Two Irish orphans are employed to serve a formerly-wealthy English family who live on a remote, creepy estate. The family is hiding a big secret. Mysterious things happen in the night. It's all dire warnings at the crossroads, disturbing dreams, black roots and ichor. Perfect for children in upper elementary school who love a scary story.

The Night Gardener comes in an attractive package and would make a good gift. The Canadian Puffin edition that I borrowed from the library has a metallic dust jacket, patterned endpapers (black leaves on grey), decorated chapter headings (more black leaves), and black edging on the outside edges of the pages. The three parts of the story (the classic gothic format) are separated by solid black pages. The book design does a great job of setting its ominous mood.

Readalikes: A Series of Unfortunate Events (Lemony Snicket); A Tale Dark and Grimm (Adam Gidwitz; Coraline (Neil Gaiman); and Into the Woods (Lyn Gardner).

Wednesday, November 12, 2014

Everything I Never Told You by Celeste Ng

It's number 1 on Amazon's top 100 books of 2014: Everything I Never Told You by Celeste Ng. I listened to this on audio in July and didn't blog about it then, even though I really liked it. Let's see how much I remember without referring to anyone's summary or reviews.

Two main themes stick with me: the impossibility of knowing what is going on in another person's head, and the insidiousness of racism in Western society.

The middle teenage daughter has died in a family with a Caucasian mother and a second-generation Chinese American father. What happened to her? Her death has widened the fractures in her parents' marriage, which was already under stress from thwarted ambitions and the absence of outside support. Will their relationship survive?

It's a story of loneliness and isolation. It's about accepting hard truths. It's a story of modern life. I'm glad the editors at Amazon recognized the power of this book.

P.S. The audiobook [Blackstone: 10 hours] is narrated by Cassandra Campbell. (I had to look that up.)

Tuesday, November 11, 2014

Fictional Lives During World War II: A List

Poppies, France - pastel on Canson Mi-Teintes paper - by Lindy Pratch
In honour of Remembrance Day, I put together a list of 10 novels set during World War II. War is an extraordinary, heartbreaking, exciting and horrible circumstance that tests our humanity. I love books that focus on character and setting, so that's what you'll find here. (The links will take you to longer, earlier reviews on my blog.)

Freddy's War by Judy Schultz
War's effects on soldiers as well as those on the home front are examined in this layered novel about a young man from Edmonton who is sent with the Winnipeg Grenadiers to Hong Kong in 1941. Lots of food writing in this one!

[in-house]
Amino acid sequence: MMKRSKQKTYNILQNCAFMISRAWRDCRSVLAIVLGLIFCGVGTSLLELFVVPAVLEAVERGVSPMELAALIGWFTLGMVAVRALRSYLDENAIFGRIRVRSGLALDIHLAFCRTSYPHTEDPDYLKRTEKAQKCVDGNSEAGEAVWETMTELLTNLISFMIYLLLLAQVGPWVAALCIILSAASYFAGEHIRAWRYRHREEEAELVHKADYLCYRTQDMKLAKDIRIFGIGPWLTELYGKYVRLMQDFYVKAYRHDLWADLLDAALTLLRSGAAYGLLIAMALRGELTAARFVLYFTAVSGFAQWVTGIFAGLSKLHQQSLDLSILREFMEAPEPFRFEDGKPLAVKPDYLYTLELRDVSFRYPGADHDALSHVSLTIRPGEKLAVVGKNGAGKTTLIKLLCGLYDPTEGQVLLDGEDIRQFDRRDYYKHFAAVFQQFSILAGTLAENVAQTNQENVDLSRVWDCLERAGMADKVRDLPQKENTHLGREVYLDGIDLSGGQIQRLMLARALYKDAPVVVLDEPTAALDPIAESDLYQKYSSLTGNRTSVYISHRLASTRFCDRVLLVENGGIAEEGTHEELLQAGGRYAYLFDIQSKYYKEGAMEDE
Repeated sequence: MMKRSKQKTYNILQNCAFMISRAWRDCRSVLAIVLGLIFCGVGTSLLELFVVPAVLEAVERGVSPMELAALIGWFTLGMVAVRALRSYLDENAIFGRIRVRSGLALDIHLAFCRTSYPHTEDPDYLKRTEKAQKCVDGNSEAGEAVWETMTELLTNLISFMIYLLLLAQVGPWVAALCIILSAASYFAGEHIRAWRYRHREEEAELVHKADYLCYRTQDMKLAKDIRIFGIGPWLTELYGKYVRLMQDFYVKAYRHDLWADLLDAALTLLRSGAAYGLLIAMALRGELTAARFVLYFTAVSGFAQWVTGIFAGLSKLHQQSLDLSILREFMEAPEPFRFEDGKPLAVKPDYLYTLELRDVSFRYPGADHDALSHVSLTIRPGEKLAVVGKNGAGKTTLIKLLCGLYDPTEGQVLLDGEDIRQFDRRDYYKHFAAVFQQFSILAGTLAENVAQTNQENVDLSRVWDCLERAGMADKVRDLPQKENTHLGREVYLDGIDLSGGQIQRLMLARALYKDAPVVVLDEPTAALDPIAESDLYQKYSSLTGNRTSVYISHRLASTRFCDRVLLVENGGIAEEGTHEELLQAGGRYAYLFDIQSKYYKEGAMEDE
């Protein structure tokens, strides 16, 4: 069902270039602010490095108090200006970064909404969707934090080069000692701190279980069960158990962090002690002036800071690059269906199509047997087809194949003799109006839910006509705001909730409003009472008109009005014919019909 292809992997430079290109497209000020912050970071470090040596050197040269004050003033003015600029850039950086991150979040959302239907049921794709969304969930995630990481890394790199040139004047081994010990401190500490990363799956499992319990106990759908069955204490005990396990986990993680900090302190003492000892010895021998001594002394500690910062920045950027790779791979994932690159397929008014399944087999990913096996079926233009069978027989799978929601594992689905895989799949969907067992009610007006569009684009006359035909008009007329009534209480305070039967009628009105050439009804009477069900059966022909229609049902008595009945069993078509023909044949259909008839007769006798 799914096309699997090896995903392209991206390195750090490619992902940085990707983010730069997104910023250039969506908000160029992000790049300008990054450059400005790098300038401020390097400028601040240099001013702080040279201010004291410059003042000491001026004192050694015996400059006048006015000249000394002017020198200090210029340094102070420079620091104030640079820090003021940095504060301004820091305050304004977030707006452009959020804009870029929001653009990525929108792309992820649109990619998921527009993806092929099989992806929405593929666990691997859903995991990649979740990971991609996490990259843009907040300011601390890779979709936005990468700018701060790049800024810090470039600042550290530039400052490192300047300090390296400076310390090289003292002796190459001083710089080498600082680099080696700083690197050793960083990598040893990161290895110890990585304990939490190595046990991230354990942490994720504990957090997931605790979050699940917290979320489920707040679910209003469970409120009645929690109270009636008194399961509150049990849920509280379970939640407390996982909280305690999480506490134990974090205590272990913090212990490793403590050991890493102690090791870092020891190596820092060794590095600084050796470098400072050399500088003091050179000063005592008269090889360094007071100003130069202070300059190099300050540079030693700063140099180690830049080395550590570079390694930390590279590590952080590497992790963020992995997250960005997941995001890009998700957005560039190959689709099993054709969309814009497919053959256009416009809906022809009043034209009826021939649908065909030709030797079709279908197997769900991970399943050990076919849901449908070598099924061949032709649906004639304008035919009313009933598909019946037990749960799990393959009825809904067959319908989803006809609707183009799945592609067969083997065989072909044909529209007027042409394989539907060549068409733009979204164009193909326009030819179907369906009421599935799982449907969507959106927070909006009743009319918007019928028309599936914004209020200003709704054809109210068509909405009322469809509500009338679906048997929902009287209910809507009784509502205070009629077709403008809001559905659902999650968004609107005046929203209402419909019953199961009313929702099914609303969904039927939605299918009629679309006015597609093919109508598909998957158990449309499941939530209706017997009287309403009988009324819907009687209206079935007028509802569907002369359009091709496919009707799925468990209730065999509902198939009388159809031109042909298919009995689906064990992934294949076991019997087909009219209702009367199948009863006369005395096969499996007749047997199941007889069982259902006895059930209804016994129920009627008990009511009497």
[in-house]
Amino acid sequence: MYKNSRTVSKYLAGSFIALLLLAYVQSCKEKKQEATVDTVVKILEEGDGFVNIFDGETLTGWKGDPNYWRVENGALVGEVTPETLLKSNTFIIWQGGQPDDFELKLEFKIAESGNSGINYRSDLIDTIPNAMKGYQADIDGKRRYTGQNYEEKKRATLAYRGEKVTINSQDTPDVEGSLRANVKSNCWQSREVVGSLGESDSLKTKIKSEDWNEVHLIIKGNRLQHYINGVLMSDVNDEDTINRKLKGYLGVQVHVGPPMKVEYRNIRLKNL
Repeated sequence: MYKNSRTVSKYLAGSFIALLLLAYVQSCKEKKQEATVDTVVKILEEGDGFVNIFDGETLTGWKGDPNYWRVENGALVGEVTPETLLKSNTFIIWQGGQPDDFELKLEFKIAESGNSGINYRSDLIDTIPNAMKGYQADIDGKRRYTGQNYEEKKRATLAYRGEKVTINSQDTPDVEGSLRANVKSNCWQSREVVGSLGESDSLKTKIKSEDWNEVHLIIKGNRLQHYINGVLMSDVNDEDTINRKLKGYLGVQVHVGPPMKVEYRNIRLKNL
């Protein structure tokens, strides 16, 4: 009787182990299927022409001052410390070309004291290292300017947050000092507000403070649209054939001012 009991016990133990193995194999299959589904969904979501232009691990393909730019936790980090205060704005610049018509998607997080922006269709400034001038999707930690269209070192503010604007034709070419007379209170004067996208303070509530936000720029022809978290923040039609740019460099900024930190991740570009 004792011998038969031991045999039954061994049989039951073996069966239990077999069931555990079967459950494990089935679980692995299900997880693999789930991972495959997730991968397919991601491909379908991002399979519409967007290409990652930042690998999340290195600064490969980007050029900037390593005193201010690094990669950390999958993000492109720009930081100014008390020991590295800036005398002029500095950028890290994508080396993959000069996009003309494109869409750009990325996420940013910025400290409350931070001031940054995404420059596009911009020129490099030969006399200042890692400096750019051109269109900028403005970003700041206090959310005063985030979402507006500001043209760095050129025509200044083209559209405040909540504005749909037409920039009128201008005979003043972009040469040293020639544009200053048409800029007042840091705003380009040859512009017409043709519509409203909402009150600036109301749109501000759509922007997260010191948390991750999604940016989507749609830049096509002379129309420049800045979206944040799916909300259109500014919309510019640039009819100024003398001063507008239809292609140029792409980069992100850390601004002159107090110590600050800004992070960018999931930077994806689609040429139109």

Tamar by Mal Peet
After her grandfather's suicide, a British teenager uncovers his secret involvement in a romantic triangle in wartime Netherlands. A nuanced look at the way war affects subsequent generations.

The Wives of Los Alamos by TaraShea Nesbit
Poetically narrated in the collective voice of hundreds of women, who arrive perplexed in 1943 at a site in New Mexico where their husbands are working on a top-secret project.

Burnt Shadows by Kamila Shamsie
This powerful novel threads together the lives of two families through five decades of world events, starting in 1945 when the atomic flash in Nagasaki permanently marked the pattern of a woman's kimono onto her back.

Half-blood Blues by Esi Edugyan
Cranky Sid Griffiths, 82 years old in 1992, relates the events surrounding his time in a jazz band in the 1930s in Berlin, and the disappearance of his youngest bandmate, who was picked up by Nazi soldiers in Paris.

Once by Morris Gleitzman
A heart-wrenching tale for all ages about a Jewish child, left in a Catholic orphanage, who decides to search through Nazi-occupied Poland for his parents. See also the companion book, Then.

Fugitive Pieces by Anne Michaels
A lyrical, layered novel that begins with a small Polish boy, his family's only survivor, who is rescued from the Nazis by a Greek geologist. The pair eventually make their home in Canada.

Coventry by Helen Humphreys
Through the dramatic events on the night of November 14, 1940, two fire wardens on the roof of Coventry's cathedral become unlikely friends as they share the horrors of an extended bombing raid that destroys much of the city.

Code Name Verity by Elizabeth Wein
Friendship inspires extreme heroism when a young British pilot is captured by Germans in 1943 and made to write down the details of her mission. Very suspenseful!

B for Buster by Iain Lawrence
16-year-old Kak's idealism gradually turns to horror when he lies about his age in 1943 to enlist in the Canadian Air Force and becomes a wireless operator on night bombing raids over Germany.